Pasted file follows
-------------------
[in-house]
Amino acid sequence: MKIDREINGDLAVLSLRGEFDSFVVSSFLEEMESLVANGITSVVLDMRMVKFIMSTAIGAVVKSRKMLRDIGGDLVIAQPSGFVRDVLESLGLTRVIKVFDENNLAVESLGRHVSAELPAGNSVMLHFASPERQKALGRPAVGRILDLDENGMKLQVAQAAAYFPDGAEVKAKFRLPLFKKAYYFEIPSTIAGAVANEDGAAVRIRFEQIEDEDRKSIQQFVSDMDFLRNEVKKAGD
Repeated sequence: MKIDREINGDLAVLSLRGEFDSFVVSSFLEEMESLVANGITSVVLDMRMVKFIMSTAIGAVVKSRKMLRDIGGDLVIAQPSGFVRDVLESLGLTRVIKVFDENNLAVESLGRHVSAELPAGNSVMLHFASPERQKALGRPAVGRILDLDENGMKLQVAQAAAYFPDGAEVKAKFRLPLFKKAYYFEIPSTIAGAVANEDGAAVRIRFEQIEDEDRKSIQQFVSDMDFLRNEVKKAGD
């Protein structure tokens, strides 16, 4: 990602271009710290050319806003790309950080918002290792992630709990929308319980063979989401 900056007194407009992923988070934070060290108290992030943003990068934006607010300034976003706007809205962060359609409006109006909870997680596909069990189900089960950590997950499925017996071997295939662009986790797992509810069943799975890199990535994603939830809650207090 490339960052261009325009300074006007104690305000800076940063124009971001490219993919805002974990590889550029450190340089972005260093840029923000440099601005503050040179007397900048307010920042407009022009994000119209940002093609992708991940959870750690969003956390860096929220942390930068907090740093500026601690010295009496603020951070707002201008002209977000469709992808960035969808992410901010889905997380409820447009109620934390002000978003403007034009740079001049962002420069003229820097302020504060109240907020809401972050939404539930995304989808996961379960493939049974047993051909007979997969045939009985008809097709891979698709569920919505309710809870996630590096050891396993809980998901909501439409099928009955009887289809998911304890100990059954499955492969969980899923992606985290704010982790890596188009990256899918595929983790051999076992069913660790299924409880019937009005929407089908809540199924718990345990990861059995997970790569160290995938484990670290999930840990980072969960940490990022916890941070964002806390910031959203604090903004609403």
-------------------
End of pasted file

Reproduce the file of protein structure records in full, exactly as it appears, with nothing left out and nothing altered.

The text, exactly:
[in-house]
Amino acid sequence: MKIDREINGDLAVLSLRGEFDSFVVSSFLEEMESLVANGITSVVLDMRMVKFIMSTAIGAVVKSRKMLRDIGGDLVIAQPSGFVRDVLESLGLTRVIKVFDENNLAVESLGRHVSAELPAGNSVMLHFASPERQKALGRPAVGRILDLDENGMKLQVAQAAAYFPDGAEVKAKFRLPLFKKAYYFEIPSTIAGAVANEDGAAVRIRFEQIEDEDRKSIQQFVSDMDFLRNEVKKAGD
Repeated sequence: MKIDREINGDLAVLSLRGEFDSFVVSSFLEEMESLVANGITSVVLDMRMVKFIMSTAIGAVVKSRKMLRDIGGDLVIAQPSGFVRDVLESLGLTRVIKVFDENNLAVESLGRHVSAELPAGNSVMLHFASPERQKALGRPAVGRILDLDENGMKLQVAQAAAYFPDGAEVKAKFRLPLFKKAYYFEIPSTIAGAVANEDGAAVRIRFEQIEDEDRKSIQQFVSDMDFLRNEVKKAGD
């Protein structure tokens, strides 16, 4: 990602271009710290050319806003790309950080918002290792992630709990929308319980063979989401 900056007194407009992923988070934070060290108290992030943003990068934006607010300034976003706007809205962060359609409006109006909870997680596909069990189900089960950590997950499925017996071997295939662009986790797992509810069943799975890199990535994603939830809650207090 490339960052261009325009300074006007104690305000800076940063124009971001490219993919805002974990590889550029450190340089972005260093840029923000440099601005503050040179007397900048307010920042407009022009994000119209940002093609992708991940959870750690969003956390860096929220942390930068907090740093500026601690010295009496603020951070707002201008002209977000469709992808960035969808992410901010889905997380409820447009109620934390002000978003403007034009740079001049962002420069003229820097302020504060109240907020809401972050939404539930995304989808996961379960493939049974047993051909007979997969045939009985008809097709891979698709569920919505309710809870996630590096050891396993809980998901909501439409099928009955009887289809998911304890100990059954499955492969969980899923992606985290704010982790890596188009990256899918595929983790051999076992069913660790299924409880019937009005929407089908809540199924718990345990990861059995997970790569160290995938484990670290999930840990980072969960940490990022916890941070964002806390910031959203604090903004609403």